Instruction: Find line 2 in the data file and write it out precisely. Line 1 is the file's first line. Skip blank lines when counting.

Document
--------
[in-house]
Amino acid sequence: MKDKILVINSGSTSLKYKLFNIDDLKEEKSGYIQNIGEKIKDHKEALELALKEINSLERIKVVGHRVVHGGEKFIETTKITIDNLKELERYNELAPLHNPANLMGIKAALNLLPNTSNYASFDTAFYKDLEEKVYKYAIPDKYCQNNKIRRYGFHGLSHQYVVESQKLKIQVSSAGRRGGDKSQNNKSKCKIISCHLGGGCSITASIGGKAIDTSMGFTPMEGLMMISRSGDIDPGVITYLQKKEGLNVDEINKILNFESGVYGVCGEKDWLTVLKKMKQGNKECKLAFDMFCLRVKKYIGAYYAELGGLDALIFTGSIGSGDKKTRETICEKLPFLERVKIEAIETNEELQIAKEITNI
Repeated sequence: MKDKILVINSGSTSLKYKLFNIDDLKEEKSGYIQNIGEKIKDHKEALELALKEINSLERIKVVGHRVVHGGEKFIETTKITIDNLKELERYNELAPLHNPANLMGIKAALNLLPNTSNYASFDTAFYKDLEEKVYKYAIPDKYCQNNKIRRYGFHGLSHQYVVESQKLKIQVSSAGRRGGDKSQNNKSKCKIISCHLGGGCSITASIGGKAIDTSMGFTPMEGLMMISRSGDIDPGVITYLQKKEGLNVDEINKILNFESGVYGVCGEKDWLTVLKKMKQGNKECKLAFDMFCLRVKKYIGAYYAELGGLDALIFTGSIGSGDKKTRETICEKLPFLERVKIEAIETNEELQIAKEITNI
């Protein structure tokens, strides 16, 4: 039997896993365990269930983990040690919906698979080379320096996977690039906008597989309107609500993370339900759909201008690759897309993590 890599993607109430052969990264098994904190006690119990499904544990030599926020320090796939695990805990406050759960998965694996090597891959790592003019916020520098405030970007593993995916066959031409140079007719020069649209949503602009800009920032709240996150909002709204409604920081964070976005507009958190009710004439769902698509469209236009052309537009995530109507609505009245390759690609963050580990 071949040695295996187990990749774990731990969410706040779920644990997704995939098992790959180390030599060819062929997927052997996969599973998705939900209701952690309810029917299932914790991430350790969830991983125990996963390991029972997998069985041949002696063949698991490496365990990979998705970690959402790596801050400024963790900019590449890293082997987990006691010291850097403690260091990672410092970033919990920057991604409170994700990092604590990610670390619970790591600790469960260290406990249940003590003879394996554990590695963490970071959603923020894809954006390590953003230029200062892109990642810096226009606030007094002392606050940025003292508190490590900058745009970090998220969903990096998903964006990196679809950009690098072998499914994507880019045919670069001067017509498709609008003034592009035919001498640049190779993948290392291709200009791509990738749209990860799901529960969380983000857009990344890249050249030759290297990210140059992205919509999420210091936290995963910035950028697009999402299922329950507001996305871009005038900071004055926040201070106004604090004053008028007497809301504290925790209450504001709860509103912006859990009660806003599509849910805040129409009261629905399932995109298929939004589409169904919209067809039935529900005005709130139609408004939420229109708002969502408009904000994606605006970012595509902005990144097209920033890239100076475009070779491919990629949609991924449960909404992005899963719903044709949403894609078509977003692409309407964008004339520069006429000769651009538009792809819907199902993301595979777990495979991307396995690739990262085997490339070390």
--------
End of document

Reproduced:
Amino acid sequence: MKDKILVINSGSTSLKYKLFNIDDLKEEKSGYIQNIGEKIKDHKEALELALKEINSLERIKVVGHRVVHGGEKFIETTKITIDNLKELERYNELAPLHNPANLMGIKAALNLLPNTSNYASFDTAFYKDLEEKVYKYAIPDKYCQNNKIRRYGFHGLSHQYVVESQKLKIQVSSAGRRGGDKSQNNKSKCKIISCHLGGGCSITASIGGKAIDTSMGFTPMEGLMMISRSGDIDPGVITYLQKKEGLNVDEINKILNFESGVYGVCGEKDWLTVLKKMKQGNKECKLAFDMFCLRVKKYIGAYYAELGGLDALIFTGSIGSGDKKTRETICEKLPFLERVKIEAIETNEELQIAKEITNI